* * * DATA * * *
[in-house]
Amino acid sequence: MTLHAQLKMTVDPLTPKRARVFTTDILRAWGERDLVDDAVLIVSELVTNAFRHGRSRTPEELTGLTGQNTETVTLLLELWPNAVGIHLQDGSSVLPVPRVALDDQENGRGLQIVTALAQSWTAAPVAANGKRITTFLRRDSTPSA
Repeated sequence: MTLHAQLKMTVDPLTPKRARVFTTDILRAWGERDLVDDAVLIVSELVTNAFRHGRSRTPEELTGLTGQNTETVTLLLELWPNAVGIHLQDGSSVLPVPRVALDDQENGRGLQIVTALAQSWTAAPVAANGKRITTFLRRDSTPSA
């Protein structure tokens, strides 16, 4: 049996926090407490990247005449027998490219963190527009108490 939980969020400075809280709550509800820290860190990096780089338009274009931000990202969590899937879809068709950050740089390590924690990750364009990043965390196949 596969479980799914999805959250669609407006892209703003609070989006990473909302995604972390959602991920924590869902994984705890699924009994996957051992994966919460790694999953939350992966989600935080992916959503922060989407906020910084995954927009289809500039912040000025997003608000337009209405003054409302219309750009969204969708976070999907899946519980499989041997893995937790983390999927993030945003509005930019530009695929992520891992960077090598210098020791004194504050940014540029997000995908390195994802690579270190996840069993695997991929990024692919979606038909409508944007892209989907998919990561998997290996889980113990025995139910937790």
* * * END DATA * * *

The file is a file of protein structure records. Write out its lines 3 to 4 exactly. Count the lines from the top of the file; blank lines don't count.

Repeated sequence: MTLHAQLKMTVDPLTPKRARVFTTDILRAWGERDLVDDAVLIVSELVTNAFRHGRSRTPEELTGLTGQNTETVTLLLELWPNAVGIHLQDGSSVLPVPRVALDDQENGRGLQIVTALAQSWTAAPVAANGKRITTFLRRDSTPSA
């Protein structure tokens, strides 16, 4: 049996926090407490990247005449027998490219963190527009108490 939980969020400075809280709550509800820290860190990096780089338009274009931000990202969590899937879809068709950050740089390590924690990750364009990043965390196949 596969479980799914999805959250669609407006892209703003609070989006990473909302995604972390959602991920924590869902994984705890699924009994996957051992994966919460790694999953939350992966989600935080992916959503922060989407906020910084995954927009289809500039912040000025997003608000337009209405003054409302219309750009969204969708976070999907899946519980499989041997893995937790983390999927993030945003509005930019530009695929992520891992960077090598210098020791004194504050940014540029997000995908390195994802690579270190996840069993695997991929990024692919979606038909409508944007892209989907998919990561998997290996889980113990025995139910937790």